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Literary Excerpts for a Rainy Day

Literary Excerpts For A Rainy Day

Literary Excerpts For a Rainy Day

The excerpts that follow are from books I’ve read recently that I’ve found interesting, relatable, generally profound, or as some might say, “had me shook”. Some offer comfort and others are stark reminders that we all might find helpful in a time of seemingly unparalleled international misery. Zora Neale Hurston’s work features heavily on this list and it has my highest recommendation for a number of reasons including her ever-immersive but realistic writing style. Anthony Ray Hinton, who I had the pleasure of meeting about a year after I saw him speak at Samford, writes about his experience on death row in Alabama with a reflective optimism that’ll have you smiling mid-cry. 

 

  1. Their Eyes Were Watching God by Zora Neale Hurston 

“Most of the day she was at the store, but at night she was there in the big house and sometimes it creaked and cried all night under the weight of lonesomeness. Then she’d lie awake in bed asking lonesomeness some questions. She asked if she wanted to leave and go back where she had come from and try to find her mother. Maybe tend her grandmother’s grave. Sort of look over the old stamping ground generally. Digging around inside of herself like that she found that she had no interest in that seldom-seen mother at all. She hated her grandmother and had hidden it from herself all these years under a cloak of pity. She had been getting ready for her great journey to the horizons in search of people; it was important to all the world that she should find them and they find her. But she had been whipped like a cur dog, and run off down a back road after things. It was all according to the way you see things. Some people could look at a mud-puddle and see an ocean with ships. But Nanny belonged to that other kind that loved to deal in scraps. Here Nanny had taken the biggest thing God ever made, the horizon—for no matter how far a person can go the horizon is still way beyond you—and pinched it in to such a little bit of a thing that she could tie it about her granddaughter’s neck tight enough to choke her,” (Hurston 61). 

 

     2. How It Feels to Be Colored Me by Zora Neale Hurston

“Sometimes, I feel discriminated against, but it does not make me angry. It merely astonishes me. How can any deny themselves the pleasure of my company? It’s beyond me.

But in the main, I feel like a brown bag of miscellany propped against a wall. Against a wall in company with other bags, white, red, and yellow. Pour out the contents, and there is discovered a jumble of small things priceless and worthless. A first-water diamond, an empty spool, bits of broken glass, lengths of string, a key to a door long since crumbled away, a rusty knife-blade, old shoes saved for a road that never was and never will be, a nail bent under the weight of things too heavy for any nail, a dried flower or two still a little fragrant. In your hand is the brown bag. On the ground before you is the jumble it held–so much like the jumble in the bags, could they be emptied, that all might be dumped in a single heap and the bags refilled without altering the content of any greatly. A bit of colored glass more or less would not matter. Perhaps that is how the Great Stuffer of Bags filled them in the first place–who knows?” (Hurston 4).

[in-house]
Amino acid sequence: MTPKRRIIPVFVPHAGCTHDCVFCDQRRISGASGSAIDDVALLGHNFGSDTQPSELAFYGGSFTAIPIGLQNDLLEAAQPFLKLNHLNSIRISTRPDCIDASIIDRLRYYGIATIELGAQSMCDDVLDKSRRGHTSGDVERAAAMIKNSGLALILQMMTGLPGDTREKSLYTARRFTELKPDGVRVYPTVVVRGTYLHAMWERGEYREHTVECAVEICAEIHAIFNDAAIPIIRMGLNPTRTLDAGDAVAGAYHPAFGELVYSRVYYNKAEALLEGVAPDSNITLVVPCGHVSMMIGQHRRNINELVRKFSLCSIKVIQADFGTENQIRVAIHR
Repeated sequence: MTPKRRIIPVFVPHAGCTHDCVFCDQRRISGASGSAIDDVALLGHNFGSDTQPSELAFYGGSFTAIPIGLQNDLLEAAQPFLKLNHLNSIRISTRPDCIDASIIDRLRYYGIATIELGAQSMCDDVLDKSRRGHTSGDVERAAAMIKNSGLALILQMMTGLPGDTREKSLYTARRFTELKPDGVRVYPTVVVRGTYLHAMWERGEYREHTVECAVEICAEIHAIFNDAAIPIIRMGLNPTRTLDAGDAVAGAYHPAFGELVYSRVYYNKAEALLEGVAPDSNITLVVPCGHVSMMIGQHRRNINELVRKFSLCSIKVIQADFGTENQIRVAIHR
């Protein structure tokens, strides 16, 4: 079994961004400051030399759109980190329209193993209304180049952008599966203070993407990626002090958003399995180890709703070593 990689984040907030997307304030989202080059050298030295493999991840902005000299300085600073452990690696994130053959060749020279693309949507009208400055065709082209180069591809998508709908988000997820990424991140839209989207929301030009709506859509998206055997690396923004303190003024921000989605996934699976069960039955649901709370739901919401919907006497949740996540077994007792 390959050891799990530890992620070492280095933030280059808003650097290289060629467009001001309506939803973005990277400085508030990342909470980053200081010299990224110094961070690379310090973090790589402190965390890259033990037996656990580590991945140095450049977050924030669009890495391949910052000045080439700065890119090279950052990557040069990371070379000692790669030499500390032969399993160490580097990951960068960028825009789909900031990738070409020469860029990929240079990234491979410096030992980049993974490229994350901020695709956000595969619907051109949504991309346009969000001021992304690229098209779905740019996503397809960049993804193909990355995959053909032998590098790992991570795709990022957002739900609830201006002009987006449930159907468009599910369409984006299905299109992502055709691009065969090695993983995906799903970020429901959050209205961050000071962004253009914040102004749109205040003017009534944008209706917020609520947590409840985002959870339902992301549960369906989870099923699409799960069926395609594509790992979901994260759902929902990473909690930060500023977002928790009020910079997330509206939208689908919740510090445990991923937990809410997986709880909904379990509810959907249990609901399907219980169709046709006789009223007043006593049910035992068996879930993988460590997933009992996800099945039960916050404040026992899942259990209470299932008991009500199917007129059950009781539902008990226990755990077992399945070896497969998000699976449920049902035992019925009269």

3. The New Jim Crow by Michelle Alexander

“The current system of control depends on black exceptionalism; it is not disproved or undermined by it. Others may wonder how a racial caste system could exist when most Americans -of all colors- oppose race discrimination and endorse colorblindness. Yet as we shall see in the pages that follow, racial caste systems do not require racial hostility or overt bigotry to thrive. They need only racial indifference, as Martin Luther King Jr. warned more than forty-five years ago,” (Alexander 14). 

 

     4. The Sun Does Shine by Anthony Ray Hinton

“Every single one of us wants to matter. We want our lives and our stories and the choices we made or didn’t make to matter. Death row taught me that it all matters. How we live matters. Do we choose love or do we choose hate? Do we help or do we harm? Because there’s no way to know the exact second your life changes forever. You can only begin to know that moment by looking in the rearview mirror. And trust me when I tell you that you never, ever see it coming,” (Hinton 241). 

For some poems to read on a rainy day, check out 5 Poems to Get You Thinking About Fall.

Amrita Arora

Junior at Jefferson County Int'l Baccalaureate.

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